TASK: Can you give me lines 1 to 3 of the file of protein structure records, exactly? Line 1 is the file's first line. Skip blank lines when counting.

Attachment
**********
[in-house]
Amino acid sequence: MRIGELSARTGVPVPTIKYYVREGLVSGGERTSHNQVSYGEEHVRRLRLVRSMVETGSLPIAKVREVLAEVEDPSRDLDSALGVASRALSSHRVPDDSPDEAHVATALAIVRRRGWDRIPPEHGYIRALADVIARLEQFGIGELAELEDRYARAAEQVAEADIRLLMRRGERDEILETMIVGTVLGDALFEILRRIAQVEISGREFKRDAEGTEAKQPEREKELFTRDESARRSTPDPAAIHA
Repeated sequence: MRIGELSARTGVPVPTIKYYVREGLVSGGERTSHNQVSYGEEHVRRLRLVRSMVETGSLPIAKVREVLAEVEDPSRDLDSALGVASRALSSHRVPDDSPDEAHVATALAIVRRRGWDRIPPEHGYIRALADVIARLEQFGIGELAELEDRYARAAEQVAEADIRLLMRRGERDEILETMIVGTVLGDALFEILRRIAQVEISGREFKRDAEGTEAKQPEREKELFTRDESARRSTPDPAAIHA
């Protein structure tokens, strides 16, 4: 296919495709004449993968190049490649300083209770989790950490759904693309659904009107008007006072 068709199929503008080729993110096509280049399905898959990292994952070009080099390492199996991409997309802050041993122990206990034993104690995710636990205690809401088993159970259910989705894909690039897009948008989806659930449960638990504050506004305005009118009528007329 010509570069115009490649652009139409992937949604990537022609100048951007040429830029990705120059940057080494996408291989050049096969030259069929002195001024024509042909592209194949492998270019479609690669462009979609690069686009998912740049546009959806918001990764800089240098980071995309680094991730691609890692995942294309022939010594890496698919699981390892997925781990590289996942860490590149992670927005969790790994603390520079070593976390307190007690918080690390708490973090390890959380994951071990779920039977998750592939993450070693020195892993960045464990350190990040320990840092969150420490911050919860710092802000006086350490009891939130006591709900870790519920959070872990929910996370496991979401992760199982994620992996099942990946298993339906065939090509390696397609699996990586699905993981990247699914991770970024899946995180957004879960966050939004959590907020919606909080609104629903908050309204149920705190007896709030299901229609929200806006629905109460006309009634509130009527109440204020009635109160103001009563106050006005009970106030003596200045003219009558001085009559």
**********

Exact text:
[in-house]
Amino acid sequence: MRIGELSARTGVPVPTIKYYVREGLVSGGERTSHNQVSYGEEHVRRLRLVRSMVETGSLPIAKVREVLAEVEDPSRDLDSALGVASRALSSHRVPDDSPDEAHVATALAIVRRRGWDRIPPEHGYIRALADVIARLEQFGIGELAELEDRYARAAEQVAEADIRLLMRRGERDEILETMIVGTVLGDALFEILRRIAQVEISGREFKRDAEGTEAKQPEREKELFTRDESARRSTPDPAAIHA
Repeated sequence: MRIGELSARTGVPVPTIKYYVREGLVSGGERTSHNQVSYGEEHVRRLRLVRSMVETGSLPIAKVREVLAEVEDPSRDLDSALGVASRALSSHRVPDDSPDEAHVATALAIVRRRGWDRIPPEHGYIRALADVIARLEQFGIGELAELEDRYARAAEQVAEADIRLLMRRGERDEILETMIVGTVLGDALFEILRRIAQVEISGREFKRDAEGTEAKQPEREKELFTRDESARRSTPDPAAIHA